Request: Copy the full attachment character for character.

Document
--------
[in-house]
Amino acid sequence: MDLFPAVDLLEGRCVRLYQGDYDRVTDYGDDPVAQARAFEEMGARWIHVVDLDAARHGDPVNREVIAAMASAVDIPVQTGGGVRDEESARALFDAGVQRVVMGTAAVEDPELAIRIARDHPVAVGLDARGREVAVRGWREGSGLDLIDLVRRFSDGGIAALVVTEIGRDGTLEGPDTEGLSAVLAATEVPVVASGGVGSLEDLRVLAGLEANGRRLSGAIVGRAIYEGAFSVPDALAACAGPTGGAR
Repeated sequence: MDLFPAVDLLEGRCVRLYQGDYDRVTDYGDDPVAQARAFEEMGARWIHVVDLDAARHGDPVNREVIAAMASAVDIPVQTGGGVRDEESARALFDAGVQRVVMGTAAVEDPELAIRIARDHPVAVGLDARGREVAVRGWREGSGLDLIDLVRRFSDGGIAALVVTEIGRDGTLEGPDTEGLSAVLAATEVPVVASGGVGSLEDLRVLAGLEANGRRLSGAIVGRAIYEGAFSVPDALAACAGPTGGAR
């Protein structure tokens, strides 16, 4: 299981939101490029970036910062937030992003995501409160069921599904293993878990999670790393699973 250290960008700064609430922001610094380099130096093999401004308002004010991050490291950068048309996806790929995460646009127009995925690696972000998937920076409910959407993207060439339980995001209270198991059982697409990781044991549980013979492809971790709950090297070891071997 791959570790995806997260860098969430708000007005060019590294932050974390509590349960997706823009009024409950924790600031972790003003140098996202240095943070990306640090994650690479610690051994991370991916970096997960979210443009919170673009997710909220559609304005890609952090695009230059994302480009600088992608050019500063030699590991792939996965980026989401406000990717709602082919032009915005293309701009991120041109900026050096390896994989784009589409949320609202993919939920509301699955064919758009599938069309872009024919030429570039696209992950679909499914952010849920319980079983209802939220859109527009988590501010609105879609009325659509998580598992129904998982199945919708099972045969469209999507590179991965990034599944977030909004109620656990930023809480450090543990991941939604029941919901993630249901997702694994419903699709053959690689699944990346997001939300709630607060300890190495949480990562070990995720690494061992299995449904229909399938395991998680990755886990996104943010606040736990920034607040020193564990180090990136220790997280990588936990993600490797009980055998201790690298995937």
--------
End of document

[in-house]
Amino acid sequence: MDLFPAVDLLEGRCVRLYQGDYDRVTDYGDDPVAQARAFEEMGARWIHVVDLDAARHGDPVNREVIAAMASAVDIPVQTGGGVRDEESARALFDAGVQRVVMGTAAVEDPELAIRIARDHPVAVGLDARGREVAVRGWREGSGLDLIDLVRRFSDGGIAALVVTEIGRDGTLEGPDTEGLSAVLAATEVPVVASGGVGSLEDLRVLAGLEANGRRLSGAIVGRAIYEGAFSVPDALAACAGPTGGAR
Repeated sequence: MDLFPAVDLLEGRCVRLYQGDYDRVTDYGDDPVAQARAFEEMGARWIHVVDLDAARHGDPVNREVIAAMASAVDIPVQTGGGVRDEESARALFDAGVQRVVMGTAAVEDPELAIRIARDHPVAVGLDARGREVAVRGWREGSGLDLIDLVRRFSDGGIAALVVTEIGRDGTLEGPDTEGLSAVLAATEVPVVASGGVGSLEDLRVLAGLEANGRRLSGAIVGRAIYEGAFSVPDALAACAGPTGGAR
């Protein structure tokens, strides 16, 4: 299981939101490029970036910062937030992003995501409160069921599904293993878990999670790393699973 250290960008700064609430922001610094380099130096093999401004308002004010991050490291950068048309996806790929995460646009127009995925690696972000998937920076409910959407993207060439339980995001209270198991059982697409990781044991549980013979492809971790709950090297070891071997 791959570790995806997260860098969430708000007005060019590294932050974390509590349960997706823009009024409950924790600031972790003003140098996202240095943070990306640090994650690479610690051994991370991916970096997960979210443009919170673009997710909220559609304005890609952090695009230059994302480009600088992608050019500063030699590991792939996965980026989401406000990717709602082919032009915005293309701009991120041109900026050096390896994989784009589409949320609202993919939920509301699955064919758009599938069309872009024919030429570039696209992950679909499914952010849920319980079983209802939220859109527009988590501010609105879609009325659509998580598992129904998982199945919708099972045969469209999507590179991965990034599944977030909004109620656990930023809480450090543990991941939604029941919901993630249901997702694994419903699709053959690689699944990346997001939300709630607060300890190495949480990562070990995720690494061992299995449904229909399938395991998680990755886990996104943010606040736990920034607040020193564990180090990136220790997280990588936990993600490797009980055998201790690298995937």